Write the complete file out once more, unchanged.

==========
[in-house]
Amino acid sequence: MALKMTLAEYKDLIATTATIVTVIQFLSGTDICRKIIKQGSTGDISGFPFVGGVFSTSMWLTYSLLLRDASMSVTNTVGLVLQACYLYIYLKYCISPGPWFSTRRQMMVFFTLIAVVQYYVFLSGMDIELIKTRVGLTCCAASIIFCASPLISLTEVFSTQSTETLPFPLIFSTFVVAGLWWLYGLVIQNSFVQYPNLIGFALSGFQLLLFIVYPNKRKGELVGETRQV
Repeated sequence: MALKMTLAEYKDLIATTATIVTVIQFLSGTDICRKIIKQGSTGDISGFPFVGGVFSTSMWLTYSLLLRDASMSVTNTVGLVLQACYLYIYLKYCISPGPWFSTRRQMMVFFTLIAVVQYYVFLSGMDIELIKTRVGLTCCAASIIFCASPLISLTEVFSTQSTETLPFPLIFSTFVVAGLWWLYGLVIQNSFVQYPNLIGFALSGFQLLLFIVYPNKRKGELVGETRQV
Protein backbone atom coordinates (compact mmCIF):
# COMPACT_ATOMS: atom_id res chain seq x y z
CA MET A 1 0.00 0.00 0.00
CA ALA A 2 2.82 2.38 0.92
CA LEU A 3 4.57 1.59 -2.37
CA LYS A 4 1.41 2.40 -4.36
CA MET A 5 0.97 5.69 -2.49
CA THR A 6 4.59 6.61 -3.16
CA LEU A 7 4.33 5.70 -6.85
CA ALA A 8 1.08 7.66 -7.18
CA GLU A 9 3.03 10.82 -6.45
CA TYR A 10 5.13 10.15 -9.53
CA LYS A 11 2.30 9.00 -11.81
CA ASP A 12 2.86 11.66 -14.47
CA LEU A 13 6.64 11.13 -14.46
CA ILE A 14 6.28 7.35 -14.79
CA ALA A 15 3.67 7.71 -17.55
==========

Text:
[in-house]
Amino acid sequence: MALKMTLAEYKDLIATTATIVTVIQFLSGTDICRKIIKQGSTGDISGFPFVGGVFSTSMWLTYSLLLRDASMSVTNTVGLVLQACYLYIYLKYCISPGPWFSTRRQMMVFFTLIAVVQYYVFLSGMDIELIKTRVGLTCCAASIIFCASPLISLTEVFSTQSTETLPFPLIFSTFVVAGLWWLYGLVIQNSFVQYPNLIGFALSGFQLLLFIVYPNKRKGELVGETRQV
Repeated sequence: MALKMTLAEYKDLIATTATIVTVIQFLSGTDICRKIIKQGSTGDISGFPFVGGVFSTSMWLTYSLLLRDASMSVTNTVGLVLQACYLYIYLKYCISPGPWFSTRRQMMVFFTLIAVVQYYVFLSGMDIELIKTRVGLTCCAASIIFCASPLISLTEVFSTQSTETLPFPLIFSTFVVAGLWWLYGLVIQNSFVQYPNLIGFALSGFQLLLFIVYPNKRKGELVGETRQV
Protein backbone atom coordinates (compact mmCIF):
# COMPACT_ATOMS: atom_id res chain seq x y z
CA MET A 1 0.00 0.00 0.00
CA ALA A 2 2.82 2.38 0.92
CA LEU A 3 4.57 1.59 -2.37
CA LYS A 4 1.41 2.40 -4.36
CA MET A 5 0.97 5.69 -2.49
CA THR A 6 4.59 6.61 -3.16
CA LEU A 7 4.33 5.70 -6.85
CA ALA A 8 1.08 7.66 -7.18
CA GLU A 9 3.03 10.82 -6.45
CA TYR A 10 5.13 10.15 -9.53
CA LYS A 11 2.30 9.00 -11.81
CA ASP A 12 2.86 11.66 -14.47
CA LEU A 13 6.64 11.13 -14.46
CA ILE A 14 6.28 7.35 -14.79
CA ALA A 15 3.67 7.71 -17.55